THE VIOLENCE IN CONFLICT OF NATURAL RESOURCES TENURE RIGHTS- COMPANIES VS TRADITIONAL COMMUNITIES IN INDONESIA
Keywords:Companies, conflict, indigenous peoples, natural resource, tenurerights, violence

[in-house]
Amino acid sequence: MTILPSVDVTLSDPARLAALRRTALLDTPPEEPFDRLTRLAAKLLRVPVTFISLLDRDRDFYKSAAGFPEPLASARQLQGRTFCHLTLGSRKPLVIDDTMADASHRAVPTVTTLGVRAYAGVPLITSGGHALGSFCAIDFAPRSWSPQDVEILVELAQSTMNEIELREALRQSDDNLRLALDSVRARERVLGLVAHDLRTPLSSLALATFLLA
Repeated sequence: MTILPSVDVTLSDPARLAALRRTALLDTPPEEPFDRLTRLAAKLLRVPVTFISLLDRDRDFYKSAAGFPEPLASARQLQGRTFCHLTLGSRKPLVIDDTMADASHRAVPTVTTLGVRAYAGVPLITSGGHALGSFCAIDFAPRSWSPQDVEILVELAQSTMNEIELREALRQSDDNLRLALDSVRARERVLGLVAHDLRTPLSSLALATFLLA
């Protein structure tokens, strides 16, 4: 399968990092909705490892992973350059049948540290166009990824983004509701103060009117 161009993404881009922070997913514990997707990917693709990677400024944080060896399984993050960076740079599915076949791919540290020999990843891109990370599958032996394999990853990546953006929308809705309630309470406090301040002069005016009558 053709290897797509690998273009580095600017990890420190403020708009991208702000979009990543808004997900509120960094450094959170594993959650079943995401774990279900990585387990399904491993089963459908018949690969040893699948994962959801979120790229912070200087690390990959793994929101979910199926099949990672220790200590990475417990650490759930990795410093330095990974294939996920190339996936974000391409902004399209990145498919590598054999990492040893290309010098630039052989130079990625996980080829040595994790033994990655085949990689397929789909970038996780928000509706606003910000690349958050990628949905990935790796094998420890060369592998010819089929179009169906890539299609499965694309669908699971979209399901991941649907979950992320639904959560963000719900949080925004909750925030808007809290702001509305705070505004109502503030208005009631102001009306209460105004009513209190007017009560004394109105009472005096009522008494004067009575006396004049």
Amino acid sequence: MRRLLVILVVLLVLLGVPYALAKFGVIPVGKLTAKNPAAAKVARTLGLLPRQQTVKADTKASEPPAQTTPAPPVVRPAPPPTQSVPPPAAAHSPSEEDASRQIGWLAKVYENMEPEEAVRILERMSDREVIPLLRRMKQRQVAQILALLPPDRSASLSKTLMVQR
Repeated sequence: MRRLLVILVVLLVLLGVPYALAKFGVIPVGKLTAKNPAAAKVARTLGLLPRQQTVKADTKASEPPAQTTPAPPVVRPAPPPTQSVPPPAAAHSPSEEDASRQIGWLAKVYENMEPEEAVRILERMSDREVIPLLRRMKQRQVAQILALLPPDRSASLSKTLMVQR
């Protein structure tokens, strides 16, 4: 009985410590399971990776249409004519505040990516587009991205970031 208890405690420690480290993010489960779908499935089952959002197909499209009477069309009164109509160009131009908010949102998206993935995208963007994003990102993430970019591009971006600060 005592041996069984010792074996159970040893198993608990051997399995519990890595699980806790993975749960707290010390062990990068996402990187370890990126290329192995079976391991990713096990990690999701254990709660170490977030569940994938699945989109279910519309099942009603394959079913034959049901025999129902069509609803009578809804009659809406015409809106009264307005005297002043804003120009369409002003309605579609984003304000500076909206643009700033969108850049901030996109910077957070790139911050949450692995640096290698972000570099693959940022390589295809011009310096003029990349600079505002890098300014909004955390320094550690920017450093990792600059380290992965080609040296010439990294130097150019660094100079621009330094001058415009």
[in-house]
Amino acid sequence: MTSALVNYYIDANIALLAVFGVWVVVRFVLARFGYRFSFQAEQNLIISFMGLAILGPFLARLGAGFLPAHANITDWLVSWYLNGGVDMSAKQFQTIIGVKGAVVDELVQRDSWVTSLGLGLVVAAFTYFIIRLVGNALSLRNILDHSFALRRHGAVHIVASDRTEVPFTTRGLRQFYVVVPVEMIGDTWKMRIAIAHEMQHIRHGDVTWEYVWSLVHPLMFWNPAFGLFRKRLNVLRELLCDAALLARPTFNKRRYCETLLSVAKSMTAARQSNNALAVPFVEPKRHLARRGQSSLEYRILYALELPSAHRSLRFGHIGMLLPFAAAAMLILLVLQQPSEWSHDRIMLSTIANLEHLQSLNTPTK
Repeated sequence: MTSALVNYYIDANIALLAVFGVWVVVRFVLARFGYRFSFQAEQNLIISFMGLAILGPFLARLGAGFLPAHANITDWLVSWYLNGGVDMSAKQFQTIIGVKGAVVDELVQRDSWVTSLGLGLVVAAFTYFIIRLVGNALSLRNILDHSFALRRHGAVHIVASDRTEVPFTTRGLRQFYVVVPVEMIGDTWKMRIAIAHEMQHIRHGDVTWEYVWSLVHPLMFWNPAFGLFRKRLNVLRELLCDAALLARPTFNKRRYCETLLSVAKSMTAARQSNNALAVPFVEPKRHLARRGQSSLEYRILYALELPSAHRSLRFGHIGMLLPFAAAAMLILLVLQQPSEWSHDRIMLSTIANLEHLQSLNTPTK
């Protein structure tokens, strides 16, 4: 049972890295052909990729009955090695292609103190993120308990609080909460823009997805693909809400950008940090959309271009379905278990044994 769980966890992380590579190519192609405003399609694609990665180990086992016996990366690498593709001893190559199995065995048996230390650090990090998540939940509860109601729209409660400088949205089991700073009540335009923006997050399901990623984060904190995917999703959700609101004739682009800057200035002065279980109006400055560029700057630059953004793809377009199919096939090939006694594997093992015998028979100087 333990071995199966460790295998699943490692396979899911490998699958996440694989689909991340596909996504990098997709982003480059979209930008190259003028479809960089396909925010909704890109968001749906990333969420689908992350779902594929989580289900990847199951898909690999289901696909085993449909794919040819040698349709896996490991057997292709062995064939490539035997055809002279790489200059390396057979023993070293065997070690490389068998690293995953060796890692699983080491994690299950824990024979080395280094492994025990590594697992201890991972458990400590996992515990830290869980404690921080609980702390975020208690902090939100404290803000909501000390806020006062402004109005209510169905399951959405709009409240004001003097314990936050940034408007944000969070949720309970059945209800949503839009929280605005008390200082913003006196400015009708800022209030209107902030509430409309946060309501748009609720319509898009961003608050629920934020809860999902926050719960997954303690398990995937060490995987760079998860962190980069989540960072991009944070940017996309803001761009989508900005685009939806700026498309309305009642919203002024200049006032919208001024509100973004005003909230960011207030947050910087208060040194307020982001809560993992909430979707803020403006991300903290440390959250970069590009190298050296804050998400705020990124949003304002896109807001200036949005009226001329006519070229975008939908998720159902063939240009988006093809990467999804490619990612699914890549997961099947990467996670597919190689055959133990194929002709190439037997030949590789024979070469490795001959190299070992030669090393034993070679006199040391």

Over the past 12 years, the escalation of violence in conflicts arising from disputes over natural resource management rights between corporations and indigenous communities has become a growing concern across all regions of Indonesia. This abstract introduction highlights the urgent need to address the rising tensions and clashes associated with the competing claims to and utilization of natural resources in the country. Therefore, this study aimed to analyse the causes of violence and conflict resolution over natural resources using an empirical legal study with a socio-legal approach adopted through a case study in Bengkulu Province, Indonesia. Informants for the study were selected using a snowball sampling technique, ensuring a diverse and representative range of perspectives. Secondary data was obtained through a literature study by tracing information from journals, books, and the internet, and data analysis was carried out qualitatively. Furthermore, an analysis was performed on the findings of other studies concerning instances of violence in conflicts related to forest and mining resources. This research found that (1). The violence occurred because the company did not respect the customary community’s natural resource control rights. (2). However, violence can be stopped through violence or mediation (3). Resolution of violence in conflict can only be done through mediation. The authors recommend that: (1). The practice of resolving violence in conflicts of rights over natural resources through mediation needs to be strengthened by the government to realize justice for all. (2). In indigenous communities, apart from state law, the legal landscape is still heavily influenced by customary law and religious law.